Written by  :  ShadowShrike (309)
Written on  :  Aug 31, 2005
Platform  :  Windows
Rating  :  3.14 Stars3.14 Stars3.14 Stars3.14 Stars3.14 Stars

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The Good

Arx Fatalis is an obvious homage to the Ultima Underworld series, with a similar core concept and gameplay lifted right from the pages of the Underworld manuals.

The core idea of the game it that it's an RPG with freeform character dynamics but a linear plot. It succeeds in as far as making building your character an entertaining process and simulating freedom of gameplay.

What keeps the game so fresh is that despite being locked to the game's straightforward plot at all times, there are plenty of unique things to do along the way. All sorts of items can be combined to make more useful ones, and the world can be interacted with in unique ways. For example, fish can be cooked over a fire, bread can be baked and potions can be distilled.

Arx has an innovative magic system in which you collect runes and draw their shapes in the air to form combinations which cast spells. It's clumsy on a technical level, but there's an inherent coolness in drawing runes in the air that makes up for that.

Apart from these innovations, the game is pretty standard RPG fare: Talk to someone, get a quest, kill a creature, get better items, level up, increase your statistics, rinse & repeat. There's nothing to complain about as Arx succeeds in keeping this formula quite entertaining for the duration of its game.

Also of note are the game's sound, which is above average, and its visuals, which, while not particularly striking in terms of special effects, evoke the atmosphere of dank, oppressive underground catacombs quite well. (Whether this is a good thing or not is clearly a matter of opinion.)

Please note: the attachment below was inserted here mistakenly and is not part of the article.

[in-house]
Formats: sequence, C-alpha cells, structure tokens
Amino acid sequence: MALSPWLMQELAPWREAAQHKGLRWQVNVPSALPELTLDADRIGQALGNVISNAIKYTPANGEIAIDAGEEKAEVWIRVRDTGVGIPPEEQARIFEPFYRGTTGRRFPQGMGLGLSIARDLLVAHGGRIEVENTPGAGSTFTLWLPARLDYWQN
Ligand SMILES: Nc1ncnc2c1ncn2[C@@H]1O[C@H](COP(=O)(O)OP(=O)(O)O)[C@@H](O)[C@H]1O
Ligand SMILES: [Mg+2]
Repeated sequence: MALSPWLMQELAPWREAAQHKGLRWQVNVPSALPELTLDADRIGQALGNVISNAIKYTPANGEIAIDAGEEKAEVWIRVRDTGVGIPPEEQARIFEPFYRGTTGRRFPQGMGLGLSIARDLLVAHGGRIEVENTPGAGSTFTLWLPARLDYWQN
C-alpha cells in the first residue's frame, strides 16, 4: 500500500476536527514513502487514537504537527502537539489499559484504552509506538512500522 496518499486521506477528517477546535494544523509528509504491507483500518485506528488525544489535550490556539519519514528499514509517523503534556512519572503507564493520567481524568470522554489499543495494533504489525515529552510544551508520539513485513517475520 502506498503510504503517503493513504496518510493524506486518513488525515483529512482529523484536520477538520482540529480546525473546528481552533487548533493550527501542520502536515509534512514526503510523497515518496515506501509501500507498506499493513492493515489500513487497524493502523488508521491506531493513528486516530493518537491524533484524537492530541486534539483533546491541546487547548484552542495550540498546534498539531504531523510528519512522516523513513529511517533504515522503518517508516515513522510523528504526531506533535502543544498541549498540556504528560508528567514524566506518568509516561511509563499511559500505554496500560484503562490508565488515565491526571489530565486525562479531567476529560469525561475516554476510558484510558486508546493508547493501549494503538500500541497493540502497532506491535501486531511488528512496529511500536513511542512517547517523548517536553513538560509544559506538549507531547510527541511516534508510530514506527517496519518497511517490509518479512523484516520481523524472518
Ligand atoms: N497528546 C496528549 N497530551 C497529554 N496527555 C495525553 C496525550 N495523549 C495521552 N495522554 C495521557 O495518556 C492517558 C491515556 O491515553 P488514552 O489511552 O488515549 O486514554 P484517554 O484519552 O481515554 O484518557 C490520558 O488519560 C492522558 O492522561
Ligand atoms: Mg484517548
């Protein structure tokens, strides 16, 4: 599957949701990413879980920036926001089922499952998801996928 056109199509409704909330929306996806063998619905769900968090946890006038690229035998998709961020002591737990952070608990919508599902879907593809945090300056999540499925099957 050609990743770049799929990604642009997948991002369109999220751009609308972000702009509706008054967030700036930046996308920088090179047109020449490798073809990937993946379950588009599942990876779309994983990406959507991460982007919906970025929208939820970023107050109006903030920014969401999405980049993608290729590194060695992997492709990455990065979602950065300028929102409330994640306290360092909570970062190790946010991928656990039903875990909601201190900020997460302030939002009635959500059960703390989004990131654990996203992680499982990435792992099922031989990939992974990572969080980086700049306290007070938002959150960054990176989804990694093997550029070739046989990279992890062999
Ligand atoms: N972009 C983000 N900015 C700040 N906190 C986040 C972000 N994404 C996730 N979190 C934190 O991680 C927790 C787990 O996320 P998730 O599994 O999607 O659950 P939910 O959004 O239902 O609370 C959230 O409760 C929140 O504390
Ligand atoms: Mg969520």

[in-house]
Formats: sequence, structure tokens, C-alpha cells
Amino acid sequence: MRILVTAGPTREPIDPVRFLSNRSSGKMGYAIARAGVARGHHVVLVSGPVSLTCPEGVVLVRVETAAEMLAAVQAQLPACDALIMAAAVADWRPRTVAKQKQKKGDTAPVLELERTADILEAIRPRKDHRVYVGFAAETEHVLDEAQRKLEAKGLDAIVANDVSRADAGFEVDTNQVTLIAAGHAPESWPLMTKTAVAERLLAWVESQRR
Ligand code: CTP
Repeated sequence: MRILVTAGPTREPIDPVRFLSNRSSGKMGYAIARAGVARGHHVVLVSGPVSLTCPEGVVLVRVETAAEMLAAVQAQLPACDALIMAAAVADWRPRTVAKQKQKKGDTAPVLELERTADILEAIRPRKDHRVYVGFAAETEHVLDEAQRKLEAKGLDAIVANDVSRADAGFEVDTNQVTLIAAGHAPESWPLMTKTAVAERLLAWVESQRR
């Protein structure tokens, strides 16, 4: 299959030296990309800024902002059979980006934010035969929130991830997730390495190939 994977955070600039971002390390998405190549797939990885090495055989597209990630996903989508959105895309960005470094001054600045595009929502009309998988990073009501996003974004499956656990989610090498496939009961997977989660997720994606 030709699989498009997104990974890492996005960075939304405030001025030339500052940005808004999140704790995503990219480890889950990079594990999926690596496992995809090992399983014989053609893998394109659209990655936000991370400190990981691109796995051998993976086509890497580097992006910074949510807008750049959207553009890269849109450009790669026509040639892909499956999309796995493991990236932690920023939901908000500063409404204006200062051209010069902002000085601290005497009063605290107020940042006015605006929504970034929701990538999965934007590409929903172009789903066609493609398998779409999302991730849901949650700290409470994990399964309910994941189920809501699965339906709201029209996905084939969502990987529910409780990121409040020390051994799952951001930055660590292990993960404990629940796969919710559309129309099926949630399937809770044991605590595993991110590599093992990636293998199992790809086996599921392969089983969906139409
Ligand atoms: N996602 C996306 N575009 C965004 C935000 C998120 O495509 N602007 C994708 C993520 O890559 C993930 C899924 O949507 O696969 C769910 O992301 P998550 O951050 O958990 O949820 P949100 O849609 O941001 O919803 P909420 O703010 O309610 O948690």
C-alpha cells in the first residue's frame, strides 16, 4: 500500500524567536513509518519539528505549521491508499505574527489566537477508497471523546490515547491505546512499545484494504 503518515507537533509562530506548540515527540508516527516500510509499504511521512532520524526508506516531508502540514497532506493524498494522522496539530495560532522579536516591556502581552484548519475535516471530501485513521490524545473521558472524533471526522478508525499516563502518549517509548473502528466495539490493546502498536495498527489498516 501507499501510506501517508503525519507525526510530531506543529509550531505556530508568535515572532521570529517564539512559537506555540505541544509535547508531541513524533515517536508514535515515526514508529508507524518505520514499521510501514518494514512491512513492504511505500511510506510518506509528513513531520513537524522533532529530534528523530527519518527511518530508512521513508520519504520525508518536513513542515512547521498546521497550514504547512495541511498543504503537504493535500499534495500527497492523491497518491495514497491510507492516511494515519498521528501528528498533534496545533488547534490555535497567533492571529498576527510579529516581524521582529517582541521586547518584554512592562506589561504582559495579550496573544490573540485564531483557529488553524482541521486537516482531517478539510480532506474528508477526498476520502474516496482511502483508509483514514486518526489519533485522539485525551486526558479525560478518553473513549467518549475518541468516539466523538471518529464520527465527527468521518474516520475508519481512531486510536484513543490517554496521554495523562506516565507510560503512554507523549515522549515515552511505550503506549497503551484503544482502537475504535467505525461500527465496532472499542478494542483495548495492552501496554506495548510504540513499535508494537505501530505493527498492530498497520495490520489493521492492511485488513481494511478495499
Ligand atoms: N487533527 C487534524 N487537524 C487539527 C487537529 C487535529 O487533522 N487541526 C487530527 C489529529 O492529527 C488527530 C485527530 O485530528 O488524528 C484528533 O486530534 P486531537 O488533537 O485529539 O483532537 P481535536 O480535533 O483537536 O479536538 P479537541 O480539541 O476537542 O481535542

The Bad

Unfortunately, Arx trips over its own feet on the way to RPG greatness. It's horrifically unbalanced. Any poor sod trying to play as an archer will soon find that all their points spent in ranged weapon skill are completely useless, as ranged weapons are barely useful against the very weakest of the game's sorted enemies. Similarly, some spells are useless while others are the miracle cure as soon as they're acquired.

Another major failing is the plot. For an entirely plot-driven game, Arx really doesn't have a lot of it. It clearly attempts to be a fantasy epic, but there's nothing here that one wouldn't expect to find in a paperback Forgotten Realms 'novel': Strange prophecy, ancient evil, foretold savior, Ring/Sword/Teddy Bear of World-Saving, et cetera.

Arx's voice acting is subpar, but since it's a translated game that is to be expected.

Finally, one of the biggest problems with Arx is that it's incredibly short. A veteran RPG player will probably be able to churn through it in under fifteen hours, possibly less. The only RPG I've ever played shorter than Arx is Fable.

The Bottom Line

I've learned to judge game's plots by much lower standards than books or movies, so I was able to forgive Arx's lack of originality and enjoy the unique, innovative RPG game dynamics and the rich environment. For RPG players who can forgive a terribly unbalanced game, I recommend Arx; it really is quite fun... for the short time it lasts.